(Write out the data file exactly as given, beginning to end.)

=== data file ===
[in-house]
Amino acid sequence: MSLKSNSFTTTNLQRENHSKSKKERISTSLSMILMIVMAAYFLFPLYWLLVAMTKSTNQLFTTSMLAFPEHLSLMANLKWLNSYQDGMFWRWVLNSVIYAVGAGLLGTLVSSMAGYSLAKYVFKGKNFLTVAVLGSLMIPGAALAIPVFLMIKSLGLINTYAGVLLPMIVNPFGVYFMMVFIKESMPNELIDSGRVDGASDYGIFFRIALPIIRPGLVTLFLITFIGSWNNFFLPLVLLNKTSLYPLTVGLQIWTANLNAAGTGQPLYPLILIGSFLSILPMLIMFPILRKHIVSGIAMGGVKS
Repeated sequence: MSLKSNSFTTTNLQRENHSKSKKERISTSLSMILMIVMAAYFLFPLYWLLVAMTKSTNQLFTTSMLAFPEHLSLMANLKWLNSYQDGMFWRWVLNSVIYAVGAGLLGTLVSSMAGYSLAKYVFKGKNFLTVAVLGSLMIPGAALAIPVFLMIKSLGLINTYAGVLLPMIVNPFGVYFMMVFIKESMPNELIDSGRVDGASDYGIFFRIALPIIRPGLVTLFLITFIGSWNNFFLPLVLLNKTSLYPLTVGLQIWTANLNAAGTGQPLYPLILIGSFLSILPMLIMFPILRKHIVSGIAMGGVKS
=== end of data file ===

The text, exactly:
[in-house]
Amino acid sequence: MSLKSNSFTTTNLQRENHSKSKKERISTSLSMILMIVMAAYFLFPLYWLLVAMTKSTNQLFTTSMLAFPEHLSLMANLKWLNSYQDGMFWRWVLNSVIYAVGAGLLGTLVSSMAGYSLAKYVFKGKNFLTVAVLGSLMIPGAALAIPVFLMIKSLGLINTYAGVLLPMIVNPFGVYFMMVFIKESMPNELIDSGRVDGASDYGIFFRIALPIIRPGLVTLFLITFIGSWNNFFLPLVLLNKTSLYPLTVGLQIWTANLNAAGTGQPLYPLILIGSFLSILPMLIMFPILRKHIVSGIAMGGVKS
Repeated sequence: MSLKSNSFTTTNLQRENHSKSKKERISTSLSMILMIVMAAYFLFPLYWLLVAMTKSTNQLFTTSMLAFPEHLSLMANLKWLNSYQDGMFWRWVLNSVIYAVGAGLLGTLVSSMAGYSLAKYVFKGKNFLTVAVLGSLMIPGAALAIPVFLMIKSLGLINTYAGVLLPMIVNPFGVYFMMVFIKESMPNELIDSGRVDGASDYGIFFRIALPIIRPGLVTLFLITFIGSWNNFFLPLVLLNKTSLYPLTVGLQIWTANLNAAGTGQPLYPLILIGSFLSILPMLIMFPILRKHIVSGIAMGGVKS